Rescue fertilization following losses of nitrogen

Precision farming studies are revealing that substantial amounts of fertilizer nitrogen (N) often are lost soon after application. In a surprising number of fields, most of the fertilizer N is lost before it is needed by the crop.

Aerial photographs

Figure 1 (right) shows aerial photographs from a portion of such a field. This field received 125 lb of N/acre as anhydrous ammonia in the fall of 1997. The late spring test indicated that soil nitrate concentrations were less than 10 ppm at the end of May 1998.

The aerial photograph (top) taken in early July showed streaks of light-and-dark green plants. The streaks were caused by nonuniform applications of anhydrous ammonia between knives. Most of the plants in the field, however, had run out of N when they needed it most.

Fertilizer-N was applied in 12-row strips on July 10, which was shortly after tasseling. The fertilizer was a 28 percent urea ammonium nitrate solution dribbled on the surface at a rate of 100 lb of N/acre. Nonfertilized strips were left between the fertilized strips.

The fertilized strips became greener within a few days after application. The strips were clearly visible by the time the bottom photo in Figure 1 was taken. Differences in color between the strips could be clearly seen from the edge of the field.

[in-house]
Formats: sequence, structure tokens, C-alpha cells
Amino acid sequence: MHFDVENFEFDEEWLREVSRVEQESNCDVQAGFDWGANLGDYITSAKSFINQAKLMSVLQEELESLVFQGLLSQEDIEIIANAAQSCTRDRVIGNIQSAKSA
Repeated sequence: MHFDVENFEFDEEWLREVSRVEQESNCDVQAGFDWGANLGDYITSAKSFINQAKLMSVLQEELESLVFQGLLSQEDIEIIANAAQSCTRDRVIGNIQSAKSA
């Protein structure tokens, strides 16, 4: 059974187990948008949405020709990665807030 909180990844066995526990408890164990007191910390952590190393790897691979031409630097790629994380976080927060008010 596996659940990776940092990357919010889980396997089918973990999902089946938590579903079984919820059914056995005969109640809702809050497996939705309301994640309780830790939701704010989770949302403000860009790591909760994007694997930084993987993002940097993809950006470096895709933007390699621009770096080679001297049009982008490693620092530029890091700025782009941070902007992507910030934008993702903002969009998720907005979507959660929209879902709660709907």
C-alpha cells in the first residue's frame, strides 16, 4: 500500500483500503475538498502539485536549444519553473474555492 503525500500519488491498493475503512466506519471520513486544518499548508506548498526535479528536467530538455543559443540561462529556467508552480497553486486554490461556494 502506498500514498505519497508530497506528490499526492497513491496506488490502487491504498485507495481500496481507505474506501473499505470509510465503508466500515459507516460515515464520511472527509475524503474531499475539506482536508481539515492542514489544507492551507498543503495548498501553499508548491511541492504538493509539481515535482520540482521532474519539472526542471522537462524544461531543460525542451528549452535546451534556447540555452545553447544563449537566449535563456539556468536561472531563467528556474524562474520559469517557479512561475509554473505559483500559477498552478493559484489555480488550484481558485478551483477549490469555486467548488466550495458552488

Yields were 95 bu/acre without the extra N and 135 bu/acre with the extra N. Because the crop showed severe N deficiency symptoms early in June, application of extra N at the beginning of June undoubtedly would have resulted in much higher yields. It is impossible to undo the effects of a long period of severe N deficiency.

Precision farming technologies that enable producers to detect and correct N deficiencies after losses of fertilizer N should help producers increase their average yields. Such technologies also have the potential for substantially reducing average rates of N fertilization by reducing the need for applying extra N as insurance against low yields in fields where N losses occur.

New technologies for rapidly detecting and correcting N deficiencies should help producers increase their profits while decreasing environmental degradation associated with the use of N fertilizers during crop production.

This article originally appeared on page 15 of the IC-482 (PrecisAg) -- May 5, 1999 issue.

Updated 05/04/1999 - 1:00pm